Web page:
NOT FOR PUBLICATION UNITED STATES DISTRICT COURT DISTRICT OF NEW JERSEY BRIAN COLBRY, et al., Civil Action No. 17-003 (BRM) Petitioners, v. OPINION LISA VON PIER, et al., Respondents. MARTINOTTI, DISTRICT JUDGE Before this Court is the petition for a writ of habeas corpus (the “Petition”) of Petitioners Brian and Stephanie Colbry (“Petitioners”) on behalf and as “next friends” of A.L., a minor child related to both Petitioners, brought pursuant to 28 U.S.C. § 2254. (ECF No. 1.) Pursuant to Rule 4 of the Rules Governing Section 2254 Cases, this Court is required to screen the petition and determine whether it “plainly appears from the petition and any attached exhibits that the petitioner is not entitled to relief.” 28 U.S.C. § 2254 Rule 4. For the reasons set forth below, Petitioners’ habeas Petition is DISMISSED WITHOUT PREJUDICE for lack of jurisdiction, and Petitioners’ application for emergent relief is DENIED WITHOUT PREJUDICE AS MOOT. I. BACKGROUND This habeas Petition focuses on the current custody situation of A.L., a minor child currently in the care and custody of the New Jersey Division of Child Protection & Permanency (the “Division”) in a foster home. (ECF No. 1 at ¶ 1-41.) Petitioners are A.L.’s biological grandfather and aunt, respectively. (Id. at ¶ 1-2.) According to the Petition, as of June 13, 2016, the Division obtained legal custody of A.L. via a proceeding instituted in the Superior Court of 1 New Jersey, Hunterdon County, Family Part, brought pursuant to N.J. Stat. Ann. § 30:4C-12 et seq. Petitioners provide little information about the nature of that proceeding, other than it resulted in the Division taking legal custody over A.L. Prior to June 2016, A.L. and his three siblings had apparently been in the physical custody and care of Petitioner Brian Colbry. (Id. at ¶ 16-18.) On June 13, 2016, however, the Family Part Judge assigned to A.L.’s case ordered that A.L. be removed from the care and custody of Brian Colbry. (Id. at ¶ 20-28.) The following day, the Division met Brian Colbry and the children at a dentist appointment and took all four children into its custody. (Id. at ¶ 28-31.) Although A.L.’s siblings were all eventually returned to the custody of their mother, A.L. remained in the custody of the Division. (Id. at ¶ 32-33.) A.L. was, according to the Petition, first placed in a youth shelter with other children between 13 and 21 years of age, and has since been moved to several different foster homes. (Id. at ¶ 39-41.) Petitioners contend, since his placement into the Division’s custody and care, A.L. has suffered mental harm and has had to undergo mental health treatment arising out of his separation from family and friends. (Id. at ¶ 37-42.) Although Petitioners allege A.L. is subject to “a significant restraint on [his] liberty not shared by the public generally,” Petitioners do not explain what this restraint is other than his separation from his family and friends as a result of A.L.’s having been moved into foster care. (Id. at ¶ 63-64.) Brian Colbry thereafter sought to have visitation rights with A.L. restored. (Id. at ¶ 34-36.) The Family Part judge denied that request, and Brian Colbry filed a pending appeal. (Id.) Petitioners contend Brian Colbry has not been in communication with A.L. since A.L.’s removal from his care, whereas Stephanie Colbry has been able to communicate with A.L. since being in the Division’s custody. (Id. at ¶ 38-39.) Petitioners assert that A.L.’s being taken into custody was done in violation of A.L.’s constitutional rights and now seek to use 28 U.S.C. § 2254 to challenge 2 A.L.’s continued presence in the Division’s custody. (Id. at ¶ 63-68.) Petitioners further assert that A.L. is being denied counsel of his choice, and thus assert that they bring this Petition on his behalf as “next friends” of A.L. (Id.) Although Petitioners have filed a habeas petition in this matter, they seek not only A.L.’s release into his family’s custody, but also various forms of monetary damages. 1 (Id. at 69-80.) II. LEGAL STANDARD Under 28 U.S.C. § 2254(a), the district court “shall entertain an application for a writ of habeas corpus [o]n behalf of a person in custody pursuant to the judgment of a State court only on the ground that he is in custody in violation of the Constitution or laws or treaties of the United States.” Where a claim has been adjudicated on the merits by the state courts, the district court shall not grant an application for a writ of habeas corpus unless the state court adjudication (1) resulted in a decision that was contrary to, or involved an unreasonable application of, clearly established Federal law, as determined by the Supreme Court of the United States; or (2) resulted in a decision that was based on an unreasonable determination of the facts in light of the evidence presented in the State court proceeding. 28 U.S.C. § 2254(d)(1)-(2). “[C]learly established federal law . . . includes only the holdings, as opposed to the dicta” of United States Supreme Court decisions. See Woods v. Donald, 135 S. Ct. 1372, 1376 (2015). 1 Although the Court need not reach the issue because the Court lacks jurisdiction over this matter for the reasons expressed below, a petition for a writ of habeas corpus is “not an appropriate or available federal remedy” for those seeking monetary damages. See, e.g., Preiser v. Rodriguez, 411 U.S. 475, 493-94 (1973). A claim for damages based on a deprivation of constitutional rights would instead need to be made via a civil rights action brought pursuant to 42 U.S.C. § 1983 or other similar mechanism. Petitioners state no intention to raise such a claim, and this Court does not construe the petition as raising any claim under § 1983. Thus, Petitioners’ claims for damages would be subject to dismissal even if this Court did have jurisdiction over their habeas claims. 3 Under this statute, as amended by the Anti-Terrorism and Effective Death Penalty Act, 28 U.S.C. § 2244 (“AEDPA”), district courts are required to give great deference to the determinations of the state trial and appellate courts. Renico v. Lett, 559 U.S. 766, 772-73 (2010); Eley v. Erickson, 712 F.3d 837, 845 (3d Cir. 2013). A habeas petitioner has the burden rebutting the presumption of correctness provided to the State courts by clear and convincing evidence. 28 U.S.C. § 2254(e)(1); Eley, 712 F.3d at 846; see also Parker v. Matthews, 567 U.S. 37, ---, 132 S. Ct. 2148, 2151 (2012). Specifically, “a determination of a factual issue made by a State court shall be presumed to be correct [and the] applicant shall have the burden of rebutting the presumption of correctness by clear and convincing evidence.” 28 U.S.C. § 2254(e)(1). Rule 4 of the Rules Governing Section 2254 Cases instructs this Court to preliminarily review a petitioner’s habeas petition and determine whether it “plainly appears from the petition and any attached exhibits that the petitioner is not entitled to relief.” 28 U.S.C. § 2254 Rule 4. Pursuant to this rule, a district court is “authorized to dismiss summarily any habeas petition that appears legally insufficient on its face.” McFarland v. Scott, 512 U.S. 849, 856 (1994). III. DECISION In their Petition, Petitioners challenge A.L.’s “custody” on his behalf as “next friends” of A.L. Generally, a person cannot bring a habeas petition on behalf of another. See, e.g., Jenicek v. Sorenson Ranch School, Utah, No. 14-4422, 2014 WL 7332039, at *2 (D.N.J. Dec. 16, 2014). A custodial parent has standing to bring a habeas petition on behalf of his minor children. Id. However, under the “next friend” doctrine established in Whitmore v. Arkansas, 495 U.S. 149, 163-64 (1990), some courts have held that a close relative other than a custodial parent may, under certain circumstances, bring a “next friend” petition on a minor child’s behalf. Jenicek, 2014 WL 7332039 at *2; see also Amerson v. State of Iowa, Dep’t of Human Servs, 59 F.3d 92, 93 n.3 (8th 4 Cir. 1995); Carner v. Davis, 988 F. Supp. 2d 33, 36 (D.D.C. 2013). These courts have held that, to establish “next friend” status, the party acting as such “must show ‘why [the] real party in interest cannot prosecute [the] habeas petition, that [the] next friend is truly dedicated to [the] best interests of [the] person on whose behalf she litigates, and that she has some special relationship with [the] real party in interest.” Jenicek, 2014 WL 7332039 at *2 (quoting Amerson, 59 F.3d at 93 n.3). It is unclear whether a grandparental or aunt relationship is sufficient to warrant “next friend” status, but, even assuming it is sufficient, [j]urisdiction over a habeas petition brought by a next friend exists only if the litigation actually involves the concerns of the real party in interest and not simply the grievances of the next friend. Particularly when a habeas petition is brought by a parent seeking the release of a child . . . , the action may really involve an assertion of the parent's rights, not the liberty interests of the child. Amerson, 59 F.3d at 93; see also Lehman v. Lycomng Cnty. Children’s Servs. Agency, 458 U.S. 502, 509-12 (1982). Although Petitioners assert they seek A.L.’s release from a situation they contend is causing him mental anguish in violation of the constitution, the primary concerns which give rise to this Petition come from Brian Colbry’s dissatisfaction with the termination of his custody of A.L. rather than claims on behalf of A.L. Thus, it is not clear that next friend jurisdiction would exist in this matter. Amerson, 59 F.3d at 93. Moreover, the Court lacks jurisdiction because Petitioners are not in custody of A.L. for the purpose of 28 U.S.C. § 2254. This Court has jurisdiction to hear a petition under § 2254 only for those individuals who are “in custody pursuant to the judgment of a State court only on the ground that he is in custody in violation of the Constitution or laws or treaties of the United States.” 28 U.S.C. § 2254(a). Although the definition of “custody” for § 2254 has been expanded beyond mere criminal detention to include those under parole supervision or subject to certain classes of collateral consequences, this “in custody” requirement is only met where the individual in question 5 is “subject both to significant restraints on liberty . . . which were not shared by the public generally, along with some type of continuing governmental supervision.” Obado v. New Jersey, 328 F.3d 716, 717 (3d Cir. 2003). Petitioners contend that A.L. was first placed into a “youth shelter,” but that he has since been moved into a variety of foster homes. (ECF No. 1 at ¶ 39-41.) The Supreme Court, however, has held that a child’s being placed into foster care does not involve sufficient restraints on the child’s liberty to qualify as being “in custody” for the purposes of habeas jurisdiction. See Lehman, 458 U.S. at 509-15. The Supreme Court explained: Although the language of § 2254(a), especially in light of § 2241, suggests that habeas corpus is available only to challenge the convictions of prisoners actually in the physical custody of the State, three modern cases have extended it to other situations involving challenges to state-court decisions. The first of these cases is Jones v. Cunningham, 371 U.S. 236[] (1963), in which the Court allowed a parolee to challenge his conviction by a habeas petition. The Court considered the parolee in “custody” for purposes of § 2254(b) because “the custody and control of the Parole Board involve significant restraints on petitioner's liberty ... which are in addition to those imposed by the State upon the public generally.” 371 U.S., at 242[.] And in Carafas v. LaVallee, 391 U.S. 234[] (1968), the Court allowed the writ in a challenge to a state-court judgment even though the prisoner, incarcerated at the time the writ was filed, had finished serving his sentence during the proceedings. The custody requirement had, of course, been met at the time the writ was filed, and the case was not moot because Carafas was subject to “‘collateral consequences'” as a result of his conviction, [id. at 237], and “is suffering, and will continue to suffer, serious disabilities ....” Id. [at 239]. Most recently, in Hensley v. Municipal Court, 411 U.S. 345[] (1973), the Court allowed the writ to be used to challenge a state-court conviction even though the defendant had been released on his own recognizance after sentencing but prior to the commencement of his incarceration. The Court held that the defendant was in the custody of the State for purposes of § 2254(b) because he was “subject to restraints ‘not shared by the public generally,’” 411 U.S. at 351 [(citation omitted),] indeed, his arrest was imminent. 6 Thus, although the scope of the writ of habeas corpus has been extended beyond that which the most literal reading of the statute might require, the Court has never considered it a generally available federal remedy for every violation of federal rights. Instead, past decisions have limited the writ's availability to challenges to state-court judgments in situations where-as a result of a state-court criminal conviction-a petitioner has suffered substantial restraints not shared by the public generally. In addition, in each of these cases the Court considered whether the habeas petitioner was “in custody” within the meaning of § 2254. [The petitioner] argues that her sons are involuntarily in the custody of the State for purposes of § 2254 because they are in foster homes pursuant to an order issued by a state court. Her sons, of course, are not prisoners. Nor do they suffer any restrictions imposed by a state criminal justice system. These factors alone distinguish this case from all other cases in which this Court has sustained habeas challenges to state-court judgments. Moreover, although the children have been placed in foster homes pursuant to an order of a Pennsylvania court, they are not in the “custody” of the State in the sense in which that term has been used by this Court in determining the availability of the writ of habeas corpus. They are in the “custody” of their foster parents in essentially the same way, and to the same extent, other children are in the custody of their natural or adoptive parents. Their situation in this respect differs little from the situation of other children in the public generally; they suffer no unusual restraints not imposed on other children. They certainly suffer no restraint on liberty as that term is used in Hensley and Jones, and they suffer no “collateral consequences” -like those in Carafas- sufficient to outweigh the need for finality. The “custody” of foster or adoptive parents over a child is not the type of custody that traditionally has been challenged through federal habeas. [The petitioner] simply seeks to relitigate, through federal habeas, not any liberty interest of her sons, but the interest in her own parental rights. Although a federal habeas corpus statute has existed ever since 1867, federal habeas has never been available to challenge parental rights or child custody. Indeed, in two cases, the Court refused to allow the writ in such instances. Matters v. Ryan, 249 U.S. 375[] (1919); In re Burrus, 136 U.S. 586[] (1890). These decisions rest on the absence of a federal question, but the opinions suggest that federal habeas corpus is not available to challenge child custody. Moreover, federal courts consistently have shown special solicitude for state interests “in the field of family and familyproperty arrangements.” United States v. Yazell, 382 U.S. 341, 352[] 7 (1966). Under these circumstances, extending the federal writ to challenges to state child-custody decisions-challenges based on alleged constitutional defects collateral to the actual custody decision-would be an unprecedented expansion of the jurisdiction of the lower federal courts. Lehman, 458 U.S. at 509-12 (footnotes omitted). The Supreme Court has ruled neither the termination of parental rights nor the taking of one’s children into state custody via a foster home is sufficient to meet the custody requirement of § 2254, and habeas corpus jurisdiction does not exist to challenge judgments causing those events as a result. Id. at 515-16. In so holding, however, the Court did leave open the question of whether “a child confined in a state institution rather than being at liberty in the custody of a foster parent pursuant to a court order” is “in custody.” Id. at 511 n.12. While the Supreme Court has not addressed that question since Lehman, other courts have held that the determination of whether an individual is “in custody” should not “turn on [the Division’s] determination that [the child] would be better able to receive the type of educational and psychological services he needed in the structured settings of institutions, rather than in a private foster home, . . . [but rather on whether the child has been] incarcerated [or had] penal restrictions [imposed] upon him.” Amerson, 59 F.3d at 95. In this matter, Petitioners assert a single basis for finding A.L. to be “in custody” – that he has been removed from the care of his grandfather and placed into the care of the Division, first in a “youth shelter” and then in a variety of “stranger” foster homes. Although Petitioners assert that such placements impose upon A.L.’s liberty, Petitioners fail to assert how A.L.’s liberty has been restrained in a manner beyond the way in which children are normally restrained by their parents and caretakers, see Lehman, 458 U.S. at 510-11 (noting that children in foster care differ “little from the situation of other children in the public generally, they suffer no unusual restraints not imposed on other children”). Given this failure to indicate how A.L.’s current foster home situation 8 is more restrictive than the normal foster home situation, nor how A.L. is otherwise restrained in a manner beyond that applicable to children in the care of a parent generally, Petitioners have failed to adequately show that A.L. is “in custody” for the purposes of habeas jurisdiction in light of the concerns expressed in Lehman. As such, A.L. is not “in custody” for habeas purposes, and therefore, this Court lacks jurisdiction over the Petition. See id. at 509-15; see also 28 U.S.C. § 2254(a). Petitioners’ habeas Petition is dismissed without prejudice for lack of jurisdiction. IV. CONCLUSION For the reasons stated above, Petitioners’ habeas Petition (ECF No. 1) is DISMISSED WITHOUT PREJUDICE, and Petitioners’ application for emergent relief is DENIED WITHOUT PREJUDICE AS MOOT. An appropriate order will follow. Date: February 16, 2017 _/s/Brian R. Martinotti________________ HON. BRIAN R. MARTINOTTI UNITED STATES DISTRICT JUDGE 9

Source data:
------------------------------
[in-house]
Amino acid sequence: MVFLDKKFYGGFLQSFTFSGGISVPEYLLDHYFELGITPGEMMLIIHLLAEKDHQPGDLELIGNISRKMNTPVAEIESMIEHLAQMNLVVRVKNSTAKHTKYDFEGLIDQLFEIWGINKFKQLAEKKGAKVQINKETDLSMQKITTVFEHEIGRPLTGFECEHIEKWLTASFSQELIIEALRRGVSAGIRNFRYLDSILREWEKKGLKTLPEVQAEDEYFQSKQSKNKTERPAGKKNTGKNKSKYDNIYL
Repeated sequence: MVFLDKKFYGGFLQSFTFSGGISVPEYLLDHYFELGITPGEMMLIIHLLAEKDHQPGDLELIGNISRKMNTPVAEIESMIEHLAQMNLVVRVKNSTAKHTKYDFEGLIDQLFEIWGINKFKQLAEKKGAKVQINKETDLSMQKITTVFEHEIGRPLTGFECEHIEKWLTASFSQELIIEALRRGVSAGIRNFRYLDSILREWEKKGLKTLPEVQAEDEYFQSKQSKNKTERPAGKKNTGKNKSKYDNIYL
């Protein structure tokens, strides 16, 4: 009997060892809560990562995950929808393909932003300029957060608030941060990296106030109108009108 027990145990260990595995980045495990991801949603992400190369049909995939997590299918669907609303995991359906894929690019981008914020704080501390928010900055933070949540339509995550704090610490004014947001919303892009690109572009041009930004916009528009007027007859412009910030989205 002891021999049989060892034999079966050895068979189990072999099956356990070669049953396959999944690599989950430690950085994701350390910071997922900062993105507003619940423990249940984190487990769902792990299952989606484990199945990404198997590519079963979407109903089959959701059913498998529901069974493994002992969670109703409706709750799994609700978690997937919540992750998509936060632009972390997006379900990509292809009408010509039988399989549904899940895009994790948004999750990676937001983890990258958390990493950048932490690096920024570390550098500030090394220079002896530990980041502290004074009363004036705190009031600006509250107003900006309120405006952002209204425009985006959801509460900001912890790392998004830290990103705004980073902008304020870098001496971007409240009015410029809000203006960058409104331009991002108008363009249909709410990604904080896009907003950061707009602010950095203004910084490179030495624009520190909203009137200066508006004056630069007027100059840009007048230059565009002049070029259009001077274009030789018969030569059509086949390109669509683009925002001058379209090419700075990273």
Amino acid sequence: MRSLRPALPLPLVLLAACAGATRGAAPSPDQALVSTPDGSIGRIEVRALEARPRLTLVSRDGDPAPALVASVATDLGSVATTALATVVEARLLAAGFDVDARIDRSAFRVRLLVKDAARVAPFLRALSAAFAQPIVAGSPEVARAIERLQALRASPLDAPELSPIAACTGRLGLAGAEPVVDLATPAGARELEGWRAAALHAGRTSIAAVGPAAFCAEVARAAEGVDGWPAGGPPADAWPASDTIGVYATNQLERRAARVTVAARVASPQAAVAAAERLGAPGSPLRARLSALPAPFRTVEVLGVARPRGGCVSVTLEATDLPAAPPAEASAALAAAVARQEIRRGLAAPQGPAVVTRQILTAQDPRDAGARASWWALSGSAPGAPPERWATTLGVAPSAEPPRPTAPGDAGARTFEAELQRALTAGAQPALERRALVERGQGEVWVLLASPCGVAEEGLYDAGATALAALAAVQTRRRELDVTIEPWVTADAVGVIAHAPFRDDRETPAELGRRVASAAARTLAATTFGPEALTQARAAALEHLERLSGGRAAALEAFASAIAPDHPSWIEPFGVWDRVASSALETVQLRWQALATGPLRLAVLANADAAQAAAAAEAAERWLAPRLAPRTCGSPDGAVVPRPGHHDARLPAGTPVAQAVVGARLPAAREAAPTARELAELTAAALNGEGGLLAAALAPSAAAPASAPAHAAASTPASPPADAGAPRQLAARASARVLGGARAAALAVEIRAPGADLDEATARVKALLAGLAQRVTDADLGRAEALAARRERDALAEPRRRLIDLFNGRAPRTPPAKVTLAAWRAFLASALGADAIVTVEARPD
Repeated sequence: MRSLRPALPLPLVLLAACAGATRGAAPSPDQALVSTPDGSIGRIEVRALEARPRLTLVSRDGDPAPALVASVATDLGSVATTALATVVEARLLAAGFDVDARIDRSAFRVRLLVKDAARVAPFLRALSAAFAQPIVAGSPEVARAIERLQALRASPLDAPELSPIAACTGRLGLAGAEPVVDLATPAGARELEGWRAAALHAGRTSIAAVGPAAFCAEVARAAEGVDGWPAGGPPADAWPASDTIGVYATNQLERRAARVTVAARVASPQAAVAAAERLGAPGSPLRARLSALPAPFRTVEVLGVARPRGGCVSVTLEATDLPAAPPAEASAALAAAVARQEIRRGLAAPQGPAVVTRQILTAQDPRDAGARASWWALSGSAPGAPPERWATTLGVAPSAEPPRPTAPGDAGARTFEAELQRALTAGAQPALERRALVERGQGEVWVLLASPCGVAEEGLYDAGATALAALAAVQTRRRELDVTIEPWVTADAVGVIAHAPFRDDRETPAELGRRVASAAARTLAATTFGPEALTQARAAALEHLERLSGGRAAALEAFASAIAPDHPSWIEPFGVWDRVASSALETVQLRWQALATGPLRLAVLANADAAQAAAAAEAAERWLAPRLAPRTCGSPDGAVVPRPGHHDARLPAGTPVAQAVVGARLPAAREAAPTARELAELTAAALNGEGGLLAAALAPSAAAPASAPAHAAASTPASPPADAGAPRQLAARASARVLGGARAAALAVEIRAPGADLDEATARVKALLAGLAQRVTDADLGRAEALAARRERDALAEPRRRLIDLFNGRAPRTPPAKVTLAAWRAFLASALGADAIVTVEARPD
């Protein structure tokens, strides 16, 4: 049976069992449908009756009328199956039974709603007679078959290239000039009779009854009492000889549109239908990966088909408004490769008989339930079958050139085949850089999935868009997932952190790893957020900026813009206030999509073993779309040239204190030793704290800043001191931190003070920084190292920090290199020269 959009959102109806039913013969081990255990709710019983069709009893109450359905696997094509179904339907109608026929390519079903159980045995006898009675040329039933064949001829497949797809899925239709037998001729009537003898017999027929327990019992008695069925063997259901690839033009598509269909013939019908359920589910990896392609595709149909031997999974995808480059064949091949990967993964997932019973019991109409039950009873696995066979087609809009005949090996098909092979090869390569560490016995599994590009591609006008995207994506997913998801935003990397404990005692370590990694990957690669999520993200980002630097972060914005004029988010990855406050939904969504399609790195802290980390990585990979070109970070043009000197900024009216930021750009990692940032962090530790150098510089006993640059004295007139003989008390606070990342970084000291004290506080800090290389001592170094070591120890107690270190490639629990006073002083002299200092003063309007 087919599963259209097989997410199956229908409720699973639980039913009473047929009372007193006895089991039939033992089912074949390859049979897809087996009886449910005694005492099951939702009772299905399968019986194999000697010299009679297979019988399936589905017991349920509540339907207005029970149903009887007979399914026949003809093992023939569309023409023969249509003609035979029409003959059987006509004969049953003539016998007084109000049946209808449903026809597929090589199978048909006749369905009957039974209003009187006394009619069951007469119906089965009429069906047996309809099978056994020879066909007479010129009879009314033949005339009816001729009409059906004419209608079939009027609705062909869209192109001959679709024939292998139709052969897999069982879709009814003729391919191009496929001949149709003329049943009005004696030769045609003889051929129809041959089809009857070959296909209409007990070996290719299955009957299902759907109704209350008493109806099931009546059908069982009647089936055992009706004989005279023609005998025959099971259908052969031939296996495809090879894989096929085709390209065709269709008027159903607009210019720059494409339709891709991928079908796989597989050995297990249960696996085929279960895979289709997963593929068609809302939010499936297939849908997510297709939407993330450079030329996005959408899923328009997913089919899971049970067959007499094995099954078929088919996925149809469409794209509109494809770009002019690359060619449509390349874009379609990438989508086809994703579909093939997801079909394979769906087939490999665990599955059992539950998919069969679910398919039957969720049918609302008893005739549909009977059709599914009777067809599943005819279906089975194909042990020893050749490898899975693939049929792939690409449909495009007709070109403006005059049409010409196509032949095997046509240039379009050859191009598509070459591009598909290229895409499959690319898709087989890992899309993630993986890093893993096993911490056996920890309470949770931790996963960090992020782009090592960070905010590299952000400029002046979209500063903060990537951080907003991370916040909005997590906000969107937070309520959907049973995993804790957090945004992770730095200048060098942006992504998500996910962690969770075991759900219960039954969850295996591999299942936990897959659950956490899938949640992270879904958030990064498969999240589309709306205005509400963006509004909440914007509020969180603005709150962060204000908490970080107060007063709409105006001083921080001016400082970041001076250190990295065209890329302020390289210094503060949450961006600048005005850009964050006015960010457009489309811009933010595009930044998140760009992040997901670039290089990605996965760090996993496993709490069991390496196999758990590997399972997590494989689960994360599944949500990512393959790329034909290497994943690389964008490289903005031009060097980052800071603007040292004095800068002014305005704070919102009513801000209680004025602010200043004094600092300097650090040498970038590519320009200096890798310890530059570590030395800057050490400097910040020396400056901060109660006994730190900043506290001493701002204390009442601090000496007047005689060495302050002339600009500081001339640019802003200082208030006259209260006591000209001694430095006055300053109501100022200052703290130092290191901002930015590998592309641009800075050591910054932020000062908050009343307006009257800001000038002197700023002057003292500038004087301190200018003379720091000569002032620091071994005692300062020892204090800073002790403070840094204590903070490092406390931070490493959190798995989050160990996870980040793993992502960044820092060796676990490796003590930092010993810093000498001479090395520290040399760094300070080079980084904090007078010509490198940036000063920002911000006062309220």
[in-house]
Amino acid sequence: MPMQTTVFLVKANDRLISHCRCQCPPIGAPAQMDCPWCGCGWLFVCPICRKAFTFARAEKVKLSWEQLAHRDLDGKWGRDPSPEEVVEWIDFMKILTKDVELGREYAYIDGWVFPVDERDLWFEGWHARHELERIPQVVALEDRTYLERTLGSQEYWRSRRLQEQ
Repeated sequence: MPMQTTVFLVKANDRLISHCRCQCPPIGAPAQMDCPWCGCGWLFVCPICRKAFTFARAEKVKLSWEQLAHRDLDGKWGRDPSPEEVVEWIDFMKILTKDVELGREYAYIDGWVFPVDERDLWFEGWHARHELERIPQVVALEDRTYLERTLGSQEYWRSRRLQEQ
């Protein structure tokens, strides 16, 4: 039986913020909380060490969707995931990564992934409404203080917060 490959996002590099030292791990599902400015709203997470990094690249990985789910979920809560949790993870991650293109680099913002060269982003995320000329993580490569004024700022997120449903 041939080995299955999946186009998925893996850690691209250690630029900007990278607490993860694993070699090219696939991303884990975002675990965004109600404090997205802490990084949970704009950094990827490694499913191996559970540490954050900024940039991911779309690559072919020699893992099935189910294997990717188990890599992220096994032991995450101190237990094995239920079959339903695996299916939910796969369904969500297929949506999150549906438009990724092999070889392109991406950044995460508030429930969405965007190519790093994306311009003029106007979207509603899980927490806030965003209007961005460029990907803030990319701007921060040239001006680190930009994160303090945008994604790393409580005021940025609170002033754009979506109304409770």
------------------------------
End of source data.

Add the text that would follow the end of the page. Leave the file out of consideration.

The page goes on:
Disclaimer: Justia Dockets & Filings provides public litigation records from the federal appellate and district courts. These filings and docket sheets should not be considered findings of fact or liability, nor do they necessarily reflect the view of Justia.

Why Is My Information Online?